Sunday 22 May 2016


Reader Sheba came to settle in the UK when she was nine... read how CC books helped her to find her feet...

Sheba says:
I came to Britain from overseas when I was nine years old... my family settled in a quiet, country town which was not the most multi-ethnic of places. Primary school was increasingly difficult. It wasn't actually so bad when I didn't understand the language, but I quickly grasped English and realised there were a lot of racial slurs being aimed at me by the other kids. I was angry and the teachers had no sympathy when I verbally hit back... they just didn't understand. Around this time I came across Cathy Cassidy's books, and I especially connected with ANGEL CAKE about Anya, a Polish girl settling in the UK. I'm not Polish, but I loved the book and really related to Anya because she always retained her dignity. She didn't let the snide comments of other people drag her down and she built her own world within the environment she landed in.

The other book I connected very strongly to was GINGERSNAPS. Like Ginger, I would find myself eating too much, comfort eating really, as a way of blocking out the unhappiness and this coping mechanism stayed with me all the way through until high school. Sometimes I would gorge... trying to make myself happy with food, even though hunger was not the problem. It was only as I progressed through school and my academic achievements began to be recognised that I began to see I was actually worth much more than some of my classmates seemed to think. Like Ginger, I tried very hard to forget the past. Finally, this year, I began to see that even though it can be hard, it's important to think about the past as it is a part of you... and only by accepting this can you move forward.

Gradually, over time, I began to stop over-eating. I'd been worried about this habit for a while, but my friends seemed to gorge themselves on sweets and still stay thin, and I did not. Things had to change. Very slowly I began eating healthier portions and I always felt much happier and more alert when I hadn't gorged the day before. I wanted to work towards a strong, fit body and gradually that old coping mechanism faded away. Like Ginger, I moved forward and changed my life.

I have tears streaming down my face as I write this, but I wanted to share the experiences I have been through as a way to reach out to others in the same position, for whatever reason, who may be feeling right now that things will never get better. I still get comments at school because I am keen and bookish, but I am much stronger now and I don't let it get to me. Besides, believe me... books are a far better coping mechanism than over eating.

Awesome illustrations by reader Sarah... thank you so much! And many thanks to Sheba for writing such a brave and honest account of her experiences.

Cathy says:
Sheba's story shows just how deeply thoughtless words can cut. Spiteful comments can damage our self esteem hugely, but Sheba's determination to turn things around has given her back a bright and confident future. Has a CC book ever helped YOU to handle something tough? COMMENT BELOW to tell me how!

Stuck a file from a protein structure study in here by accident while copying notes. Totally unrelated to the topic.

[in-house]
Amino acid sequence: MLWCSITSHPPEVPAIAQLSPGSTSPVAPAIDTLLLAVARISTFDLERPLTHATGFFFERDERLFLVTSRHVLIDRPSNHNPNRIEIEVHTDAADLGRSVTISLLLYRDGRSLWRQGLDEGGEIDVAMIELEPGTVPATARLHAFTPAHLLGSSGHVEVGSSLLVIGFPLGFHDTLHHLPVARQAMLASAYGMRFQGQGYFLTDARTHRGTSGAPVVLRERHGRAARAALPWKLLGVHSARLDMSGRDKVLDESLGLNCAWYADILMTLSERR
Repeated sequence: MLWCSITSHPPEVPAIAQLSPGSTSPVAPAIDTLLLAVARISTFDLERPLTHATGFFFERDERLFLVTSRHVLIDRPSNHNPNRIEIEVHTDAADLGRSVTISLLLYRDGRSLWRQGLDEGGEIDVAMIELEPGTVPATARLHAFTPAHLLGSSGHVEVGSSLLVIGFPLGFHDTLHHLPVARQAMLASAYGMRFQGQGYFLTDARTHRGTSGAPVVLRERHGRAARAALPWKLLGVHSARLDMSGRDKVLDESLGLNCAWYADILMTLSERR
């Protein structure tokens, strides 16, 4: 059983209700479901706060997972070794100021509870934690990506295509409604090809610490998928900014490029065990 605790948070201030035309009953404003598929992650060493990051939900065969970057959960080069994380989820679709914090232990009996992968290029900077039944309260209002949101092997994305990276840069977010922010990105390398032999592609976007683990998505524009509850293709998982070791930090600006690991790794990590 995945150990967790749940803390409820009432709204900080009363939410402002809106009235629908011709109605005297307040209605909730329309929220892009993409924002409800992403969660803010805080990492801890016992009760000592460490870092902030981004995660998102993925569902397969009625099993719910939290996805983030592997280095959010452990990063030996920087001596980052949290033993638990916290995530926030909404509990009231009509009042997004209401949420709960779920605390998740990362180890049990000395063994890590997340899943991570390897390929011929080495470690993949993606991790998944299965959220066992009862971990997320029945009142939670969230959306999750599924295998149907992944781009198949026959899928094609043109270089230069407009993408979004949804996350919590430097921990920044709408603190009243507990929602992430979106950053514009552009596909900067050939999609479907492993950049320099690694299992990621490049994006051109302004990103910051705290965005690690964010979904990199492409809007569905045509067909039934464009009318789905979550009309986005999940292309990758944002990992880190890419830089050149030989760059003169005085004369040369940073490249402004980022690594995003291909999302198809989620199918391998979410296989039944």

1. I've managed to connect with every CC book in one way or another, not necessarily with every storyline, but there's a little bit in each book that fits..(If that makes sense). Which is why I probably rely on them for huge comfort even now. Last night after a stressful day I pulled out Driftwood. Dizzy is my favourite, because I think it just screams my personality, except I've always been the hippy, not my parents. My life was more like Indie's regards to storylines. I think food is an issue for a lot people, during stressful times I've always been the under eater. (even now.). I don't do it purposely I'm just so focused on other things that i'll only eat when my legs start feeling wobbly. Connecting with books is good. It gives you hope! <3 xxx

  2. Dizzy helped me get through being in hospital because it was given to me as a present during one of my marathon stays! I'm not really like Dizzy, except I would be nervous at my first real festival, but Dizzy helped me escape!

  3. Throughout my friendship and self-confidence struggles in year seven, I felt like Gingersnaps was my life story. My copy of the book is read and underlined and slightly wet after being dropped in the bath a few times, but it got me through so much. I've even got a ragtag group of misfits for a friendship group at the moment, just like Ginger, and the Shannon equivalent in my life has indeed moved on to someone else and forgotten about me completely. I spend a good while that year hoping for a Sam Taylor to come and help me, but I don't think I needed one.
    Books, in general, have helped me handle so much. Ginger Brown helped me break away from a toxic friendship, Joey Donovan gave me my first sort of "aesthetic", and Paul Slater helped me cope when my friend was struggling with depression. Outside of CC, Code Name Verity by Elizabeth Wein has created half the inside references, from sappy couple's nicknames to the whole saying-each-other's-lines-back-to-each-other thing, that my partner and I have.

  4. I think thats official ..cathy cassidy books are inspirational and adorable

  5. I was bullied all the way through primary school and over the summer before I started Y7, I read Ginger Snaps and it totally changed everything. When I whent into school on my first day, I kept telling myself to to just keep my head high and don't sulk. I really felt as if I was reading Ginger's story. Now I've got some great new friends as well as improving the friendships I already had and getting rid of toxic ones. Ginger Snaps was life changing for me. Thank you Cathy for writing Ginger Snaps; I never could have moved on without it.



Reader Emily, aged ten, explains how a Cathy Cassidy book inspired her to raise money for a refugee charity... Emily says: The Cathy Cassidy...